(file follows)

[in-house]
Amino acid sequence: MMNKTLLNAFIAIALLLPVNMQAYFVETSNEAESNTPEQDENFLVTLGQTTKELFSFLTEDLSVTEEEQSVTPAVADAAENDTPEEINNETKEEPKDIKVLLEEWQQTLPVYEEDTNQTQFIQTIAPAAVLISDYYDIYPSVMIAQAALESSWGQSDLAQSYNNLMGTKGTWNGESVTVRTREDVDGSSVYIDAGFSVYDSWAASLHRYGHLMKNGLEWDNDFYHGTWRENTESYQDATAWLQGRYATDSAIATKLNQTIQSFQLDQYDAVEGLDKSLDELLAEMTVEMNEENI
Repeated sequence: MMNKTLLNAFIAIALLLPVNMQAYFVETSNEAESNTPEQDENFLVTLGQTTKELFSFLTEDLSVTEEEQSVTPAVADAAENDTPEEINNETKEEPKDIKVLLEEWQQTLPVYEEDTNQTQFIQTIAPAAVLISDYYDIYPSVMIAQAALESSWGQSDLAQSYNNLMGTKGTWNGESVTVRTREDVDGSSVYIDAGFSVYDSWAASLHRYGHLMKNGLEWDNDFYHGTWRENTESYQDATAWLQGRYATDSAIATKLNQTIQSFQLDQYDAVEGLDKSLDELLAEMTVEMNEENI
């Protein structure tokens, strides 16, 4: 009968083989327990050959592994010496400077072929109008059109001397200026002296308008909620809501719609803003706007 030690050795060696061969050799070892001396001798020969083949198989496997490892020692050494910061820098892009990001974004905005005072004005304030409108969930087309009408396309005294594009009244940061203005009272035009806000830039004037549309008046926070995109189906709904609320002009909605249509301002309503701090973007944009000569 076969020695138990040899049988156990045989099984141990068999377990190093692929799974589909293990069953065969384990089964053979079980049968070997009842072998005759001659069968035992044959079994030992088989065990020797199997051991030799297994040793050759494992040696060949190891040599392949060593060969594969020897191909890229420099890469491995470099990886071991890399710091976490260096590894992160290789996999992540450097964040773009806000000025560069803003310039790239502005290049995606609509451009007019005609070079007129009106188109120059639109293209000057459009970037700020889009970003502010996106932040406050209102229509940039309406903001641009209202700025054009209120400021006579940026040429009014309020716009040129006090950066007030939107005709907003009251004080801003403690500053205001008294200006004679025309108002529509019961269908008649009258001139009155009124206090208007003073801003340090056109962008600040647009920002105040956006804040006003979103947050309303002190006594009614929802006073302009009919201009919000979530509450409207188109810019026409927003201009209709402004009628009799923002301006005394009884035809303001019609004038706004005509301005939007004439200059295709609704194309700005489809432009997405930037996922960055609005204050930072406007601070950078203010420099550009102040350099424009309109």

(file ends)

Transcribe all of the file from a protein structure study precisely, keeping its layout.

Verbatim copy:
[in-house]
Amino acid sequence: MMNKTLLNAFIAIALLLPVNMQAYFVETSNEAESNTPEQDENFLVTLGQTTKELFSFLTEDLSVTEEEQSVTPAVADAAENDTPEEINNETKEEPKDIKVLLEEWQQTLPVYEEDTNQTQFIQTIAPAAVLISDYYDIYPSVMIAQAALESSWGQSDLAQSYNNLMGTKGTWNGESVTVRTREDVDGSSVYIDAGFSVYDSWAASLHRYGHLMKNGLEWDNDFYHGTWRENTESYQDATAWLQGRYATDSAIATKLNQTIQSFQLDQYDAVEGLDKSLDELLAEMTVEMNEENI
Repeated sequence: MMNKTLLNAFIAIALLLPVNMQAYFVETSNEAESNTPEQDENFLVTLGQTTKELFSFLTEDLSVTEEEQSVTPAVADAAENDTPEEINNETKEEPKDIKVLLEEWQQTLPVYEEDTNQTQFIQTIAPAAVLISDYYDIYPSVMIAQAALESSWGQSDLAQSYNNLMGTKGTWNGESVTVRTREDVDGSSVYIDAGFSVYDSWAASLHRYGHLMKNGLEWDNDFYHGTWRENTESYQDATAWLQGRYATDSAIATKLNQTIQSFQLDQYDAVEGLDKSLDELLAEMTVEMNEENI
């Protein structure tokens, strides 16, 4: 009968083989327990050959592994010496400077072929109008059109001397200026002296308008909620809501719609803003706007 030690050795060696061969050799070892001396001798020969083949198989496997490892020692050494910061820098892009990001974004905005005072004005304030409108969930087309009408396309005294594009009244940061203005009272035009806000830039004037549309008046926070995109189906709904609320002009909605249509301002309503701090973007944009000569 076969020695138990040899049988156990045989099984141990068999377990190093692929799974589909293990069953065969384990089964053979079980049968070997009842072998005759001659069968035992044959079994030992088989065990020797199997051991030799297994040793050759494992040696060949190891040599392949060593060969594969020897191909890229420099890469491995470099990886071991890399710091976490260096590894992160290789996999992540450097964040773009806000000025560069803003310039790239502005290049995606609509451009007019005609070079007129009106188109120059639109293209000057459009970037700020889009970003502010996106932040406050209102229509940039309406903001641009209202700025054009209120400021006579940026040429009014309020716009040129006090950066007030939107005709907003009251004080801003403690500053205001008294200006004679025309108002529509019961269908008649009258001139009155009124206090208007003073801003340090056109962008600040647009920002105040956006804040006003979103947050309303002190006594009614929802006073302009009919201009919000979530509450409207188109810019026409927003201009209709402004009628009799923002301006005394009884035809303001019609004038706004005509301005939007004439200059295709609704194309700005489809432009997405930037996922960055609005204050930072406007601070950078203010420099550009102040350099424009309109």